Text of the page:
Sunday, 27 December 2015

Home for Christmas

I think rotund was the politest thought I had when I saw 1st Cat this morning, but despite the extra few pounds he still has a bit of power.... The weather as I left my house at altitude was perfect, but as I descended into the mirth the temperature plummeted.

At Forestside Digger, Retro, Hannibal, 1st Cat and Simon who's visiting from Edinburgh were waiting. With ice all around we headed up the Saintfield Road in to the fog, but by Cairnshill we'd emerged into sunshine. The ice hadn't melted, so we stuck to the main road all the way to Saintfield, where we picked up Catherine who hasn't been out with Castlereagh in about 15 years - another "home for Christmas" visitor.

We still weren't confident in the back roads, so onwards to Crossgar and Downpatrick alternating between sunshine and freezing fog. We reckoned salt air on the coast was our best bet, so kept our course due south to Killough. Round the coast soaking up the scenery via Ardglass, Ballyhornan and Kilief where 1st Cat reminded us why he's 1st Cat.

It turns out the Pantry is closing shortly but despite a limited menu we got enough in the tank to get us home. Just for the laugh I called a left up a climb and down into Raholp and then back up to Saul. From the Quoile Bridge over to Annacloy, Kilmore, Listooder and home - those roads never get any easier even when your nickname says they should.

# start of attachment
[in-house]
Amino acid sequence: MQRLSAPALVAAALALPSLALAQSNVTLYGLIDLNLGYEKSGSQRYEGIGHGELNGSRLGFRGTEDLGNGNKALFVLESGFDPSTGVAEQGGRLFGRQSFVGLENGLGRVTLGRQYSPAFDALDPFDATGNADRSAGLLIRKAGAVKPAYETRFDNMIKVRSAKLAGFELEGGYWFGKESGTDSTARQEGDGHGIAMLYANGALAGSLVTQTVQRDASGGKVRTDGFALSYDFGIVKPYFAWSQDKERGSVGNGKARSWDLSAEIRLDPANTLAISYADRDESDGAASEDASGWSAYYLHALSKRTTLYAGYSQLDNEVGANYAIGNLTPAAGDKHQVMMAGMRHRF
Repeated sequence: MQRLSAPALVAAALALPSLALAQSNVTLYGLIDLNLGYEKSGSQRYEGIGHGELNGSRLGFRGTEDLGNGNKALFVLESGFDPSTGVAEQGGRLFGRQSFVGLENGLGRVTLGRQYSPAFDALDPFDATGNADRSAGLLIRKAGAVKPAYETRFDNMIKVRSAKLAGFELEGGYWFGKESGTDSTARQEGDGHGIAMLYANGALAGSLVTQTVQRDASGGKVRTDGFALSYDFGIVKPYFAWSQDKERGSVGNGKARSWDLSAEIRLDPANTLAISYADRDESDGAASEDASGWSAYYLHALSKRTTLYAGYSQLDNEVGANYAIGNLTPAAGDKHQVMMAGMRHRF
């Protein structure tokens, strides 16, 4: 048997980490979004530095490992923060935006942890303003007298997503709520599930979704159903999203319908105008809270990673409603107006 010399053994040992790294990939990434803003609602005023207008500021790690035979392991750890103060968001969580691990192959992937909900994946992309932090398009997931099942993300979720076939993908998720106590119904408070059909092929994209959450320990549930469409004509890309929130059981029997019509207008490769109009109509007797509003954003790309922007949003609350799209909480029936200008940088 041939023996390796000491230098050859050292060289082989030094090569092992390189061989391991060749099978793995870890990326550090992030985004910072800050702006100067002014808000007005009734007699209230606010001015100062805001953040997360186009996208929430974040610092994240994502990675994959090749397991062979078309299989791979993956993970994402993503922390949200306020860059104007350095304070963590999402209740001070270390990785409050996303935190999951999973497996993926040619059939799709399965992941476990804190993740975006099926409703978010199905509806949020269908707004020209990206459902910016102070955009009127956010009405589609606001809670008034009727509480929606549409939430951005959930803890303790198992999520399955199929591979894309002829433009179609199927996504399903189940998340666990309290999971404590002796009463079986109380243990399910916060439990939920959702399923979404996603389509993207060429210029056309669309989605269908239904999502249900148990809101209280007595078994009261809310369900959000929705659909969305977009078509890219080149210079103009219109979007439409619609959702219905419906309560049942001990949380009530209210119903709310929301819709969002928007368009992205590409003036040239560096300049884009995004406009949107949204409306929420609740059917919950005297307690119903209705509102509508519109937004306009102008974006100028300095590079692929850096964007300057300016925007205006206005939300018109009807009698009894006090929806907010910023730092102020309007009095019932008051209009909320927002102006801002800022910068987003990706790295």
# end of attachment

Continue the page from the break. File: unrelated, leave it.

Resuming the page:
Another lesson in why the route is never set in stone. Brilliant riding by our guest stars from Portovelo and Manchester Wheelers. Our visitor from London needs a bigger wardrobe - he barely fits in the current one.... Really good fun, with a lot of laughs.

Saturday, 26 December 2015

Bones and the Berg go Boxing

Bones and the Berg go Boxing.... Two of us had a morning pass for Boxing Day and fuelled by a weird mix of cabin fever, offset by Christmas Dinner lethargy, we put in a morning of hard efforts interspersed by cruising and talking nonsense (mostly me).

The start took us up the Ballygowan Road and we kept the hammer down all the way. From Ballygowan to Balloo was more leisurely, with the odd hit up the hills. Castle Espie offered up lovely scones and a short respite before we saddled up again and headed through Comber and up to Scrabo. A loop around and over Craigantlet to empty the tank, doing our best gorillas in the mist impersonation, before dropping down Ballyregan Road and home.

Enough to feel like training, but still good fun and home before the passes expired. I think Bones won this round on points although I landed the odd good shot.

Sunday, 20 December 2015

Four Hangovers and Partridge in a Peartree

"Four Hangovers and Partridge in a Peartree". While the youngsters slept off the night before, the men of maturity went for an immature spin to jog the hazy memory of Nu Dehli and The Perch. Lee was at Forestside to catch Mark roll up first, followed by Phillip, then the Ghost of too many Christmas's past. Hannibal and Digger rolled up last, looking so bad it made me feel good!